Leading childhood cancer researcher receives Order of Australia
January 26, 2019
Children’s Cancer Institute is thrilled to announce that Professor Maria Kavallaris – a leading childhood cancer researcher and a pioneer of nanomedicine in Australia – is to be appointed a Member of the Order of Australia. She will be included in the 2019 Australia Day Honours List for her significant service to medicine, and to medical research, in the field of childhood and adult cancers.
Maria is Head of the Tumour Biology and Targeting Program at Children’s Cancer Institute and Founding Director of the Australian Centre for NanoMedicine at the University of New South Wales, Sydney.
One of the first scientists to join Children’s Cancer Institute when its laboratories opened in 1984, Maria is internationally recognised for her research in cancer biology and therapeutics. She has made a number of world-first discoveries in understanding how cancer cells become resistant to commonly-used chemotherapy drugs, and how such resistance can be reversed. Maria is also known for her innovation in driving multidisciplinary research in cancer nanomedicine, a relatively new field in Australia, and has made great progress in the use of nanotechnology for the diagnosis and treatment of cancer.
As a cancer survivor, Maria has first-hand experience of the harsh side effects of chemotherapy and has made it her goal to develop new cancer treatments that are not only more effective, but also less toxic. A major focus of her work involves finding ways to deliver chemotherapy and gene therapy specifically to cancer cells, leaving healthy cells unharmed.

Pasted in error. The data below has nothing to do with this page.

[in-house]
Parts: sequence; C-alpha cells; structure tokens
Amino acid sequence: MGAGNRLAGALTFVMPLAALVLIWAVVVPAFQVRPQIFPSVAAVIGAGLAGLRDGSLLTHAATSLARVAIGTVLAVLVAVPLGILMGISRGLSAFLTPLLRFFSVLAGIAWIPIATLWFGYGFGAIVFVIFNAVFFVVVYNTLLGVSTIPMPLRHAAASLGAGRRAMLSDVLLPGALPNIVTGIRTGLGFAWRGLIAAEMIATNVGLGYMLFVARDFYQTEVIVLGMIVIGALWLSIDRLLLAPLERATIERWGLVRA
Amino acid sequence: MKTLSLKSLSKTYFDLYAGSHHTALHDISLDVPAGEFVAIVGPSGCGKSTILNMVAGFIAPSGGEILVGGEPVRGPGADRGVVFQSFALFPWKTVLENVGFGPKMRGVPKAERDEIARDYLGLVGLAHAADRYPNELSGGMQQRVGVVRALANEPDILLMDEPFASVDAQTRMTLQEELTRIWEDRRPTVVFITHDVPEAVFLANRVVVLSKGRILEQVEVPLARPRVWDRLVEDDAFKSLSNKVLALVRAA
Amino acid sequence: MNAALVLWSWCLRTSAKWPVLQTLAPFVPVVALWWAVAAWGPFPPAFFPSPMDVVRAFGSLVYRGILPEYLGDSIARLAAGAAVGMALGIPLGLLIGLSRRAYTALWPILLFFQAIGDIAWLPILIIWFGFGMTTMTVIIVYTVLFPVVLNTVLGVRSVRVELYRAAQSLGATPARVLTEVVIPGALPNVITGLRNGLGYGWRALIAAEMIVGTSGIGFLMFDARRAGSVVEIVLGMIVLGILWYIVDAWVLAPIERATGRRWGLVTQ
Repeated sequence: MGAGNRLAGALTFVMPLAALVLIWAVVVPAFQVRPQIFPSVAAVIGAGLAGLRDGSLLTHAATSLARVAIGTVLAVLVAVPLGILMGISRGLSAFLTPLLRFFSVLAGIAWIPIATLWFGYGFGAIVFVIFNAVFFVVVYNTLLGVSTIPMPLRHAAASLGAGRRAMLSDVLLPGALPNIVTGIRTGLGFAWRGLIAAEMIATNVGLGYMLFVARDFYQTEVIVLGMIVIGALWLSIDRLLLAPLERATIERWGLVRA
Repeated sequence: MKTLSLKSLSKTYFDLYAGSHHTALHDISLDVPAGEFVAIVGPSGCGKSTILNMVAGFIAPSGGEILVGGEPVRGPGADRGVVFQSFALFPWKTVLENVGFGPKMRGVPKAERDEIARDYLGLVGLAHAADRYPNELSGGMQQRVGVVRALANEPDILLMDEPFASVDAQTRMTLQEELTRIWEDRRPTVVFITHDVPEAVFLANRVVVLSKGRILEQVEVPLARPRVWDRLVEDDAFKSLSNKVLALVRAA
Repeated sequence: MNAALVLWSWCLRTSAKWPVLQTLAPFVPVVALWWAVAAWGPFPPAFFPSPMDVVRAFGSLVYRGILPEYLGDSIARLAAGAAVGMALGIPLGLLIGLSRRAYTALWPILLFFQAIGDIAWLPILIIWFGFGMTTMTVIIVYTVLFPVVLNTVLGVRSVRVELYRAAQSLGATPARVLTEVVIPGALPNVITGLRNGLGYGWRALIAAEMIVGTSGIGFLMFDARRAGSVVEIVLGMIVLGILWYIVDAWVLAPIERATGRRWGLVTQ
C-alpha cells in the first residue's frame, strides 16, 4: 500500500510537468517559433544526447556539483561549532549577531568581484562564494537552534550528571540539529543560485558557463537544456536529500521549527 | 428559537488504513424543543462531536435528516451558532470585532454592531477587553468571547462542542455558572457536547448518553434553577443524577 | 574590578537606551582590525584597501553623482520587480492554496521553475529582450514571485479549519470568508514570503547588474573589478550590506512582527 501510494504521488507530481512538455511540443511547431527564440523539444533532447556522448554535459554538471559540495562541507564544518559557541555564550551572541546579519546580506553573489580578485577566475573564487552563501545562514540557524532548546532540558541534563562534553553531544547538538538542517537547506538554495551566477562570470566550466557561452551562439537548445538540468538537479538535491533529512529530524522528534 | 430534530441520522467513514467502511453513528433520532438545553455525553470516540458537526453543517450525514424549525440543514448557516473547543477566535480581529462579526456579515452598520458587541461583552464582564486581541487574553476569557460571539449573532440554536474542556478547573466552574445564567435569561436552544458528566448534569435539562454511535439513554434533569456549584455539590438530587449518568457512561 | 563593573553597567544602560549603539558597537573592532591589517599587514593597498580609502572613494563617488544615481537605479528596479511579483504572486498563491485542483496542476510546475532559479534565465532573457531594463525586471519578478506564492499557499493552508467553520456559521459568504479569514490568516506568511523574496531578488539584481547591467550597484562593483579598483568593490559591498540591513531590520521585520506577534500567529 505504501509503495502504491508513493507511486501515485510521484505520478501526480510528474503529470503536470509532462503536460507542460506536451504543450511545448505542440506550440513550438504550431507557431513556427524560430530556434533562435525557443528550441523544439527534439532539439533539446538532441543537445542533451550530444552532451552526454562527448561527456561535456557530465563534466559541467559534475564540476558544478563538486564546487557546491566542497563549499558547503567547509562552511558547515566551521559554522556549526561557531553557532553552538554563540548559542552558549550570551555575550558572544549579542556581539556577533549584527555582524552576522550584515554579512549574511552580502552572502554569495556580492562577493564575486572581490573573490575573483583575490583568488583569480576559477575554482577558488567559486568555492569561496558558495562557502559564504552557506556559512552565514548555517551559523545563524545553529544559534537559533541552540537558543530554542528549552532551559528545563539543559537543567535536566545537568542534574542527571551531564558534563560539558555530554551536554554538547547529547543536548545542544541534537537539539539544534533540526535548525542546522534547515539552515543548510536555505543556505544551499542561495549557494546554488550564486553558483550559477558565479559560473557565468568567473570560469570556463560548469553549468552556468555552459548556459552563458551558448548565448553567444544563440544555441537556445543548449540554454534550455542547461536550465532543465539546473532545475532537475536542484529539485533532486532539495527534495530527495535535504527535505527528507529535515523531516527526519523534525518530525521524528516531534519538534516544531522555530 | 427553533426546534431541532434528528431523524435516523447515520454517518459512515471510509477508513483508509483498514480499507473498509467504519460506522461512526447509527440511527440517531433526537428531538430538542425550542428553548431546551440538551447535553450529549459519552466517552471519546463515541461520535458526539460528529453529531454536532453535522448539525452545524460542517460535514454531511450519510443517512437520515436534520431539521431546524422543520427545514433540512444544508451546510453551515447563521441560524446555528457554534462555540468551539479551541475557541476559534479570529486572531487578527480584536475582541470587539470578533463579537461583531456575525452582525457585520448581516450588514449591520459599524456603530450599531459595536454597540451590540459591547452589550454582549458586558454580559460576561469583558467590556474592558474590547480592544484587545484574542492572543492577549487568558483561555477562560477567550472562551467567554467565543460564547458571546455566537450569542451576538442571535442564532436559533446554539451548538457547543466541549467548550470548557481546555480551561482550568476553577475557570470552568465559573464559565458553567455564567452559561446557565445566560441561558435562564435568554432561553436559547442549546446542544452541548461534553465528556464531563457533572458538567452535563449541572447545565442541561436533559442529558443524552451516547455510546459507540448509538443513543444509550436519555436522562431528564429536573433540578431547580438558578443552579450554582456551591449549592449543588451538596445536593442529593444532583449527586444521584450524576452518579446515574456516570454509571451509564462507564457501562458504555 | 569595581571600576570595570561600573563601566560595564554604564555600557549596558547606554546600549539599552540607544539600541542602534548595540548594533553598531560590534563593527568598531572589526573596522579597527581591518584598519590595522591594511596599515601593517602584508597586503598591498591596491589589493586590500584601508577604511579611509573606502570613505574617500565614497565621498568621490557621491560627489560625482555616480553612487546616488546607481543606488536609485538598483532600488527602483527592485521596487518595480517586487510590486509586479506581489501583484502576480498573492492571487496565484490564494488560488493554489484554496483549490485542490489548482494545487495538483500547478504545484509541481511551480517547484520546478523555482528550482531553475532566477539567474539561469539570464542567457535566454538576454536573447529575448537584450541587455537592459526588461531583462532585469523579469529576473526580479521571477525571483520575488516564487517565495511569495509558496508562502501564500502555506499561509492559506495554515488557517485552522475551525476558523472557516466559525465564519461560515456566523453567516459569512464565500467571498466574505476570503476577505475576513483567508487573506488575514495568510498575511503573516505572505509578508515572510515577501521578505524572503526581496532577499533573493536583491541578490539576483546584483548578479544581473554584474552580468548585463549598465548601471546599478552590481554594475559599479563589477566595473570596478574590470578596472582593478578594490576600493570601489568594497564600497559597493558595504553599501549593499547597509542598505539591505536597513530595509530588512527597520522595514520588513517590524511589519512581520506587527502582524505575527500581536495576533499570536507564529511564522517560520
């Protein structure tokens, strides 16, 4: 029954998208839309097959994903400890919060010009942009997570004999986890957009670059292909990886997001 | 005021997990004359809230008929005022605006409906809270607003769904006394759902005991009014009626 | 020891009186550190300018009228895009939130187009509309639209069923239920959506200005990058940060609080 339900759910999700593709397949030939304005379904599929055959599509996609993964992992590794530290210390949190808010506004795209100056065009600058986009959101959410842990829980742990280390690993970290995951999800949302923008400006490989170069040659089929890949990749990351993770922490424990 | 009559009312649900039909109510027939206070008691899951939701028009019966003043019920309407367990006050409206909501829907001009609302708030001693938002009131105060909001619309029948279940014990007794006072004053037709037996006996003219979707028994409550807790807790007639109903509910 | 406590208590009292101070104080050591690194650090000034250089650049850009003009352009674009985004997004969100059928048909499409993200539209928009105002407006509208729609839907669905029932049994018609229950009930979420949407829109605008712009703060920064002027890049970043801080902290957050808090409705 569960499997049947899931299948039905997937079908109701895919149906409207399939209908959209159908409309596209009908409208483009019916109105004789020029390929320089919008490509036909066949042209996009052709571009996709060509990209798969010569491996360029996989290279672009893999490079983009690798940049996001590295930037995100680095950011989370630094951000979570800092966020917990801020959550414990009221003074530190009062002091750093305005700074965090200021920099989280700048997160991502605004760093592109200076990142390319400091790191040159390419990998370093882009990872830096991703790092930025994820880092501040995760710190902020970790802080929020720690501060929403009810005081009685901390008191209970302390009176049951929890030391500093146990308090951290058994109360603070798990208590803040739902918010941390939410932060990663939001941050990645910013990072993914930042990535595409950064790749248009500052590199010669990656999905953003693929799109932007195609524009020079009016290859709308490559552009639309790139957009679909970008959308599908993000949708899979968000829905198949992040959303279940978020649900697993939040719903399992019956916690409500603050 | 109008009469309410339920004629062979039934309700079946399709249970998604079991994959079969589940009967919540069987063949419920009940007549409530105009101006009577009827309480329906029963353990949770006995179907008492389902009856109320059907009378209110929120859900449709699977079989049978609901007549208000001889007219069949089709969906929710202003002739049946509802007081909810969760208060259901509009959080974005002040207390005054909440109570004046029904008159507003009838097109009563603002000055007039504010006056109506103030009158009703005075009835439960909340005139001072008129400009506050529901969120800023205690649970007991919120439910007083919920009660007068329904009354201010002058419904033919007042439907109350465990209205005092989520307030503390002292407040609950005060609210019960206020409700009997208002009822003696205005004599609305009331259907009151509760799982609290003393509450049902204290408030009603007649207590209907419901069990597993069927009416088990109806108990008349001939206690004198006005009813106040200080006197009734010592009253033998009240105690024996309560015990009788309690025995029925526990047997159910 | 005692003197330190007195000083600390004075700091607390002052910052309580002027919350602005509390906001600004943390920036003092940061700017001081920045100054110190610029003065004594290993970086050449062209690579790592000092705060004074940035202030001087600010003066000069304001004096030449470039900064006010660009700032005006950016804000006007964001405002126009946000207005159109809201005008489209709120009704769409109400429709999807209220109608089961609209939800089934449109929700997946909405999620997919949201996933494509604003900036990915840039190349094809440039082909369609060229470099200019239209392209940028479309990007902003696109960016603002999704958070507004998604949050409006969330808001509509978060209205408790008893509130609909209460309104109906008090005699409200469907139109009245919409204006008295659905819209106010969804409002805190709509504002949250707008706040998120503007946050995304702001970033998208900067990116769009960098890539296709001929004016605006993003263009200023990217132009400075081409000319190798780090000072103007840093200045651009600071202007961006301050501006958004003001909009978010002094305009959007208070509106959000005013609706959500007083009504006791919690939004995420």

‘It’s a huge honour to receive this award and I feel extremely privileged,’ says Maria, who in 2017 received the Premier’s Science and Engineering Award for Leadership in Innovation in NSW, and in 2015 was named one of the AFR/Westpac 100 Women of Influence as well as one of the inaugural Knowledge Nation 100.
‘To be able to make a difference to the lives of children with cancer and their families by developing better treatments and improving survival rates is very humbling. Even if you can save one child’s life, that’s an incredible feat.’
‘Every time a child dies of cancer, I realise we have so much more work to do. Fortunately, because of the team and technology we have here at Children’s Cancer Institute, we are well-positioned to continue to have an impact on survival rates.’
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About Children’s Cancer Institute
Originally founded by two fathers of children with cancer in 1976, Children’s Cancer Institute is the only independent medical research institute in Australia wholly dedicated to research into the causes, prevention and cure of childhood cancer. Forty years on, our vision is to save the lives of all children with cancer and improve their long-term health, through research. The Institute has grown to now employ nearly 300 researchers, operational staff and students, and has established a national and international reputation for scientific excellence.
Our focus is on translational research, and we have an integrated team of laboratory researchers and clinician scientists who work together in partnership to discover new treatments which can be progressed from the lab bench to the beds of children on wards in our hospitals as quickly as possible. These new treatments are specifically targeting childhood cancers, so we can develop safer and more effective drugs and drug combinations that will minimise side-effects and ultimately give children with cancer the best chance of a cure with the highest possible quality of life.